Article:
After defendant Wayne Couzen – sentenced to 15 years in prison for shooting two African American men dead in Petersburg, Va., in 2015 – was led to his chair in Circuit Court in Petersburg, Va., on Friday, Richmond native Kisha Hubbard—who had watched him rise from poverty to the city’s upper-crust and whose husband served with him in the Army—turned to the judge.
“This jury found you guilty of a heinous crime,” the judge began.
Hubbard, who has been married to Admon (a professional photographer who has shot many of Virginia’s African-American leaders for the Advancement Project) for 15 years, faced expressionless, furrowed brows as Circuit Court Judge Cynthia Hayes turned to face her. Her husband looked back at his loved one and her.
From 2003 to 2010, the Richmond-area couple was brought together by, as Kisha Hubbard put it, their “addictions to drugs.” She grew up with criminal records and poverty. He was paralyzed and found himself in a wheelchair. Despite falling out of therapy programs, he eventually landed a job as a heavy equipment operator, and the couple were fighting for custody of their children.
And then in 2015, after getting the children a new residence and staying clean for an entire year, Wayne Couzen entered the home of 18-year-old Braylon Haggins and 20-year-old Deandre Chavis.
Though Haggins and Chavis were unarmed, their shootings sparked riots in Petersburg and protests about police violence.
A day after Haggins’ death, Couzen—accused of opening fire on the unarmed men with his Glock handgun—was himself shot and injured.
“While reviewing the police body camera footage last night I felt obligated to speak,” Kisha Hubbard wrote in an email to her husband’s attorney in August. “I wanted to make sure you heard my story about me and my children who have been directly affected by you.”
The couple had six children: four boys and two girls. And all of them went to court with Kisha Hubbard on Friday.
“This is a pivotal moment in my children’s life,” she wrote. “My six children are in court, it is important to them to be there and receive support from their brothers. My parents and my sister are coming to support my children.”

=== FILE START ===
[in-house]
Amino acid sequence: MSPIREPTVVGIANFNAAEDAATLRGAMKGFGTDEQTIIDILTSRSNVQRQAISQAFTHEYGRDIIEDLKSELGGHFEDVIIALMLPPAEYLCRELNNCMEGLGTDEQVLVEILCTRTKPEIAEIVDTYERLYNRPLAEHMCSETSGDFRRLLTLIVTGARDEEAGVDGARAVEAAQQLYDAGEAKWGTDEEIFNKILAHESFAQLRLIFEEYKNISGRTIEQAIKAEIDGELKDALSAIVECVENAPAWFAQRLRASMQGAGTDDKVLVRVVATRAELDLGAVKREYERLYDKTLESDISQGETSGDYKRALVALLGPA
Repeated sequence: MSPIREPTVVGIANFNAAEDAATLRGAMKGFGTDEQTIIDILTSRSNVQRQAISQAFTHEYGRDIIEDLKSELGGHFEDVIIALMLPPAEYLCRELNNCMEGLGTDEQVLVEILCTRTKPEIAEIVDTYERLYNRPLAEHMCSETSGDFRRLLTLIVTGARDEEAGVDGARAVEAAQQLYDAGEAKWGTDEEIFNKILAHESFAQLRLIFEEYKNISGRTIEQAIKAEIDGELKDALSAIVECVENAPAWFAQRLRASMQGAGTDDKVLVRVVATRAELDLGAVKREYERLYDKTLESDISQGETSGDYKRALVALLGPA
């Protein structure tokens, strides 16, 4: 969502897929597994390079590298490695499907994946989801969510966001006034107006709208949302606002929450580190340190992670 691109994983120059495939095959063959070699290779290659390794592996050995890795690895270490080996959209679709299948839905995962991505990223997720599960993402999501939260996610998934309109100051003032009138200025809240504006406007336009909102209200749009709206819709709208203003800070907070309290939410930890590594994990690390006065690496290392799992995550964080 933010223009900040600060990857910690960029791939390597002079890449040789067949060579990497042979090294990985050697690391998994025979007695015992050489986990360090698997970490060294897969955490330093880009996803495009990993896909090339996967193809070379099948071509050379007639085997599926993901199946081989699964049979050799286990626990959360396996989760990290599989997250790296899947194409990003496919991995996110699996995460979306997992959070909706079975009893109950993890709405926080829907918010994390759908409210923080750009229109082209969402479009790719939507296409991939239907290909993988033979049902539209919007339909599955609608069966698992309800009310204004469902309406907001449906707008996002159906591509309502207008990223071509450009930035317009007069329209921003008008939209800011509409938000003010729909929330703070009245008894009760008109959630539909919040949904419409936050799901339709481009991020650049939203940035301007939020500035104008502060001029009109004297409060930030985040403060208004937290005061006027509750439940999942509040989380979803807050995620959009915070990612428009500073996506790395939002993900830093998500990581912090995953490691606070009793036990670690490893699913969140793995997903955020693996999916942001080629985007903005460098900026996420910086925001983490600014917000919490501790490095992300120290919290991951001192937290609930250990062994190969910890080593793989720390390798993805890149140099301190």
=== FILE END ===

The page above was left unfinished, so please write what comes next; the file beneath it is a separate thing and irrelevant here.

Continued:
Kisha Hubbard acknowledged to the judge that the brutality of the police shootings— particularly those involving transgender people, veterans and African Americans—had been a large part of her family’s problems with police. But she said it was “unconscionable” that her husband’s original trial had occurred after a shooting that killed two people.
“We have gone through so much as a family,” she wrote. “For your honor, it was a hard day for us to not be in court, and I looked forward to being in the audience to hear the verdict and support you. . . . But on that day, my focus was not on anything else. I was simply there to support my children and to be there as their voice.”
Kisha Hubbard’s children—10, 7, 5, and 2—delivered an emotional statement to the judge that included issues including “traumatic memories” of their father, the couple’s various drug arrests and how they now process their own confrontations with police officers.
Kisha Hubbard said: “My children are so much more than my children. They are my world. They are a family, so the fact that you took my husband away from them is a hard blow. And while they understand that their father is doing life in prison for a murder that was self-defense, they will never heal. Even though I did this to our home, this crime committed against our son did not ‘destroy’ our family. My children did not witness the ‘crime’ in person.”
She added: “I raised my children to be strong. They have many loves, they have many brothers, sisters, and relatives around the world. My children watched my husband stand before you on December 28th. The silence of my children quietly watching their father face justice speaks volumes.”
— Lisa McDaniel